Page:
Herring WL, Mladsi DM, Miles L, Ronquest N. A novel approach to ranking parameter uncertainty in one-way sensitivity analysis: what tornado diagrams are missing. Poster presented at the ISPOR 18th Annual International Meeting; May 1, 2013. [abstract] Value Health. 2013 May; 16(3):A20.

OBJECTIVES: Economic evaluations of health technologies have long relied on one-way sensitivity analysis (SA) to examine the impact of parameter uncertainty on modeling outcomes. Traditionally, this impact has been measured and ranked based on absolute changes in the incremental cost-effectiveness ratio (ICER) across plausible parameter values and presented in a tornado diagram. This format does not adequately identify or prioritize parameters where the range of uncertainty causes the ICER to change quadrants in the cost-effectiveness (CE) plane. However, these quadrant changes, which represent fundamental changes to the CE conclusion, are arguably more meaningful than changes in the ICER within a quadrant. This research illustrates a novel approach to presenting one-way SA results that focuses on identifying parameters with the greatest potential to change the overall CE conclusion rather than narrowly focusing on changes to the ICER.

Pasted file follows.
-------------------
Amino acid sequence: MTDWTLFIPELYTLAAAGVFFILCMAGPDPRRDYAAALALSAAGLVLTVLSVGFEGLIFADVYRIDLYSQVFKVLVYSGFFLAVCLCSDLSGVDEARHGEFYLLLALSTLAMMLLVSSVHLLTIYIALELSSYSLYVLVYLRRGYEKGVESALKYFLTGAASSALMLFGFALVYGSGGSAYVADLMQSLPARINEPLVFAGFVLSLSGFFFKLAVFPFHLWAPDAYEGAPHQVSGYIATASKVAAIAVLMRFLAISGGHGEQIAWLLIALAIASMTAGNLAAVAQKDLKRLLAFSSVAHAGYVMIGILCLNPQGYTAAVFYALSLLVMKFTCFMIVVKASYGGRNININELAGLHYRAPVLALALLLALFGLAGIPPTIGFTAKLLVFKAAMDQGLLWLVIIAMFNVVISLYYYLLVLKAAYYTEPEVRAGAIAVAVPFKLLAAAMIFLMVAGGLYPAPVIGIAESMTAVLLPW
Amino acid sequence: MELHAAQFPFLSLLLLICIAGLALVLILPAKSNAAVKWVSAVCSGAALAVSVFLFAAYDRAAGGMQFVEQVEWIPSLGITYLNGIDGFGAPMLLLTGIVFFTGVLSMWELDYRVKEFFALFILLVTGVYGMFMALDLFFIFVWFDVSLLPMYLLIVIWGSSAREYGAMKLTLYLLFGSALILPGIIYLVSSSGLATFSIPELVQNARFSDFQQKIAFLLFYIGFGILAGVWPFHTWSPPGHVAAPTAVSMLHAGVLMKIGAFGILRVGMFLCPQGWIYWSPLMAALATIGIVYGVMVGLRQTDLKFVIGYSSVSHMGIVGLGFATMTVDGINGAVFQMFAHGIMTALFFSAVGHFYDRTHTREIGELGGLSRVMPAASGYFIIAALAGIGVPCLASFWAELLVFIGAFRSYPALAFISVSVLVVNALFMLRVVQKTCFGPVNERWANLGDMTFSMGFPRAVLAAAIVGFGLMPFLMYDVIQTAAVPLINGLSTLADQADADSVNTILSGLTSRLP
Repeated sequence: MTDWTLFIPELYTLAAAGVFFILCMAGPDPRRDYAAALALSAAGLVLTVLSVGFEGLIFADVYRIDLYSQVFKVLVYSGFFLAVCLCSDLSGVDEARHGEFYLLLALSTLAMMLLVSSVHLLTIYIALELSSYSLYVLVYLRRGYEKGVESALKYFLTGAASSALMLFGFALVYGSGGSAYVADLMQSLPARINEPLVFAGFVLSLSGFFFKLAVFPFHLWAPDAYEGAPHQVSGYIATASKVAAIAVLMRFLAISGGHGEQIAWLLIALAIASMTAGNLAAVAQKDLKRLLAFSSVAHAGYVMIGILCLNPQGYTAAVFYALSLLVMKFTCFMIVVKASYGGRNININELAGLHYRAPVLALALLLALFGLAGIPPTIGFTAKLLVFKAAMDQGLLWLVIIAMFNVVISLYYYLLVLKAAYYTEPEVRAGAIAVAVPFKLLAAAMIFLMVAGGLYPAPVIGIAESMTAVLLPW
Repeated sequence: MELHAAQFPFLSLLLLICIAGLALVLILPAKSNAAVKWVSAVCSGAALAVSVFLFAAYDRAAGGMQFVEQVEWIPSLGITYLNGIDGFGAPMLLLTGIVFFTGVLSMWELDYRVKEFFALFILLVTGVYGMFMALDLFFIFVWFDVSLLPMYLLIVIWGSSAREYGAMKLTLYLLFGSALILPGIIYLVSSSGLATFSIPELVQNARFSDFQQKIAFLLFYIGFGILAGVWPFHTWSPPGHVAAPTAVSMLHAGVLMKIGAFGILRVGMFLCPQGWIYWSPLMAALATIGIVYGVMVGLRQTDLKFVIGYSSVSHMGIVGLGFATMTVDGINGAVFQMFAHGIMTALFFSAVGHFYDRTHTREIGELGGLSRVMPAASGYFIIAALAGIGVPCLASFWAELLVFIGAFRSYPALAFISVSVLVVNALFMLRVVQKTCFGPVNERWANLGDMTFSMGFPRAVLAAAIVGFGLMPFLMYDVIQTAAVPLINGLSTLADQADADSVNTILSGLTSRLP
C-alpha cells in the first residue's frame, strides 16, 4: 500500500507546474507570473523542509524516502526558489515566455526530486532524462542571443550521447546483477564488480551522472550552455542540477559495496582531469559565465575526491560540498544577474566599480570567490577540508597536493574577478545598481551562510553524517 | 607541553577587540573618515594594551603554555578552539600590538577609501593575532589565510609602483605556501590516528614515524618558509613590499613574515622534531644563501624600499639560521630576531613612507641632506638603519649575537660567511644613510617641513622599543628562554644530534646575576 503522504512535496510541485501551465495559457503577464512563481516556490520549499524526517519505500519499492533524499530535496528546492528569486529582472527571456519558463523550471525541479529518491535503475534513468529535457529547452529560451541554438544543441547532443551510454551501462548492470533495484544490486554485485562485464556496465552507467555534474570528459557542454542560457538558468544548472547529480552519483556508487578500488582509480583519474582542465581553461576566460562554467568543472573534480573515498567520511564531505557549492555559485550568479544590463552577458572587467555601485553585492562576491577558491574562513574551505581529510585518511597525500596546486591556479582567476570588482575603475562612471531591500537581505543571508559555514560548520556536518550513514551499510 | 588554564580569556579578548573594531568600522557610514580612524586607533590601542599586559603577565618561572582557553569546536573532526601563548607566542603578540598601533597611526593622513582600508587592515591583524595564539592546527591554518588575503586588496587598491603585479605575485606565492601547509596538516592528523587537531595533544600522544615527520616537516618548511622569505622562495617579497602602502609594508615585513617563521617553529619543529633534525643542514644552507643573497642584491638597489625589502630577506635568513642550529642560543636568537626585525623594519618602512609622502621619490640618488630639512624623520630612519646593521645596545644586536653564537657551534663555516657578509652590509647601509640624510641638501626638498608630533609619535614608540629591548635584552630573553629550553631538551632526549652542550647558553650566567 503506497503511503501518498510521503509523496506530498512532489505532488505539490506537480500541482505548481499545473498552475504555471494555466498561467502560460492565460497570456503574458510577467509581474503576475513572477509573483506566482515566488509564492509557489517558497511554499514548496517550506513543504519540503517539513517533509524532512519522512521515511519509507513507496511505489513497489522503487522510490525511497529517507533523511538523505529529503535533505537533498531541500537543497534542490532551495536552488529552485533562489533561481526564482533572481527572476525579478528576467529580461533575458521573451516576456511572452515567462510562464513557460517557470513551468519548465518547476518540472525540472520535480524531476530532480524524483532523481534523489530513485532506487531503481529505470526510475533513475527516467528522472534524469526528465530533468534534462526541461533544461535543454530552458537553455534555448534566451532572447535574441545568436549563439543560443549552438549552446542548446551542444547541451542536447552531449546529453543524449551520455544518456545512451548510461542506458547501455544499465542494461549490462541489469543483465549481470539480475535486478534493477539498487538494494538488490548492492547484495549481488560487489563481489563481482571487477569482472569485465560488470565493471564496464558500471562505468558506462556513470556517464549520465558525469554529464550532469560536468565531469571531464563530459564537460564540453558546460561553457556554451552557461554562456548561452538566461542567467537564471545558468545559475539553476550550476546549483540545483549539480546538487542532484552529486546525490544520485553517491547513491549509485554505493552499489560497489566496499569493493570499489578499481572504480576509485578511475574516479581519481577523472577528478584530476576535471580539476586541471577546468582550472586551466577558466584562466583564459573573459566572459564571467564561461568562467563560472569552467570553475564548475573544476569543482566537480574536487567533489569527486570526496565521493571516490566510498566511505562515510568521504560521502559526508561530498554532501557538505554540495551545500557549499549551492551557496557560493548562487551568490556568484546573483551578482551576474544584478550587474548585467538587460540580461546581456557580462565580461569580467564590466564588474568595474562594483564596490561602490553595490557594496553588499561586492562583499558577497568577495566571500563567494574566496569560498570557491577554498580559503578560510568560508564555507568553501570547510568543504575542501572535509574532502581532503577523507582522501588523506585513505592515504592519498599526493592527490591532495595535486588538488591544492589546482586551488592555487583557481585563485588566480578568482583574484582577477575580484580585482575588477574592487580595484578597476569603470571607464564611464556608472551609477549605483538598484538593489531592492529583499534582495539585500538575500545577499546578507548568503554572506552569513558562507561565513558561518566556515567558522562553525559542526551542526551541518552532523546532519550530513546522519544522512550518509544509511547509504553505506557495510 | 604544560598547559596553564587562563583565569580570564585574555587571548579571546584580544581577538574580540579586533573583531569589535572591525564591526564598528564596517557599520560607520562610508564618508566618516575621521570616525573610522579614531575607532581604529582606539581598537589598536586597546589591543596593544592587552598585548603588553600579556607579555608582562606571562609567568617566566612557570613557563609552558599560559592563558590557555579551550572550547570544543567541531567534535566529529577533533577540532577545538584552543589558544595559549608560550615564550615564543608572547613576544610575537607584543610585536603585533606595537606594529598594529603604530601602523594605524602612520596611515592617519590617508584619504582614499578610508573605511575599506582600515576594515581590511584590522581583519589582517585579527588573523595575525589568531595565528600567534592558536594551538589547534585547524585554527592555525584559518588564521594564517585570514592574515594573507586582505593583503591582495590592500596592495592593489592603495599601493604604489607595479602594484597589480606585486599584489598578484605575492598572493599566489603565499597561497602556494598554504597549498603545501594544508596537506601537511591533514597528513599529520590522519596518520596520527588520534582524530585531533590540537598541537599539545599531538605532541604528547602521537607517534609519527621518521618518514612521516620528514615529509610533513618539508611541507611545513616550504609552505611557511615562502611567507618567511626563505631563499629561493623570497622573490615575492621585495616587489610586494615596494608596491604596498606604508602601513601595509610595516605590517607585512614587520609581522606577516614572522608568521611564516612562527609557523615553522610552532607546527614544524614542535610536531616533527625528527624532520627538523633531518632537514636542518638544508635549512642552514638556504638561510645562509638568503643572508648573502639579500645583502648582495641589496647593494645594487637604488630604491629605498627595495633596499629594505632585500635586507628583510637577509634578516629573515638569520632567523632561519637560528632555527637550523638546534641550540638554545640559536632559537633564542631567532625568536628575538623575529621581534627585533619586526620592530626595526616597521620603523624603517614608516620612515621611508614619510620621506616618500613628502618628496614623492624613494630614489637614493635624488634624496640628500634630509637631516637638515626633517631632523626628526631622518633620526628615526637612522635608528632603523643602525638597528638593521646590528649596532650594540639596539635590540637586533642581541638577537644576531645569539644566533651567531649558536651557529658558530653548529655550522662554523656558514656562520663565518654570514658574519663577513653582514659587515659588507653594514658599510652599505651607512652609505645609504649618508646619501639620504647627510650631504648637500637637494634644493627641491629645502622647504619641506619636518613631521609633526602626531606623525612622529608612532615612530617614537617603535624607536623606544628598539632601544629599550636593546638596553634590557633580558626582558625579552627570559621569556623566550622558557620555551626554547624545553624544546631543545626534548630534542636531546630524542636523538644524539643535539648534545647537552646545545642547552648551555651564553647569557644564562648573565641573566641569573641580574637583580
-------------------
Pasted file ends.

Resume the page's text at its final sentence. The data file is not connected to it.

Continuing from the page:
METHODS:
We developed a comprehensive algorithm for ranking the parameters varied in a one-way SA. Broadly, we first prioritize parameters with the potential to qualitatively change the CE conclusion and then rank parameters based on quantitative changes to modeling outcomes. Changes to the CE conclusion are identified based on quadrant changes in the CE plane, and parameters are categorized as having the potential to change the conclusion both positively and negatively, only positively, only negatively, or not at all. Within these categories, a secondary ranking based on costs and health outcomes is used. Furthermore, visualization techniques anchored in the CE plane help assess whether conclusion changes are due primarily to changes in health, changes in costs, or both.

RESULTS: This research demonstrates that the conclusions-based ranking algorithm works in more general settings than the traditional tornado diagram format.

CONCLUSIONS: The conclusions-based approach is a powerful method that provides a more complete picture of the impact of parameter uncertainty in economic evaluations.

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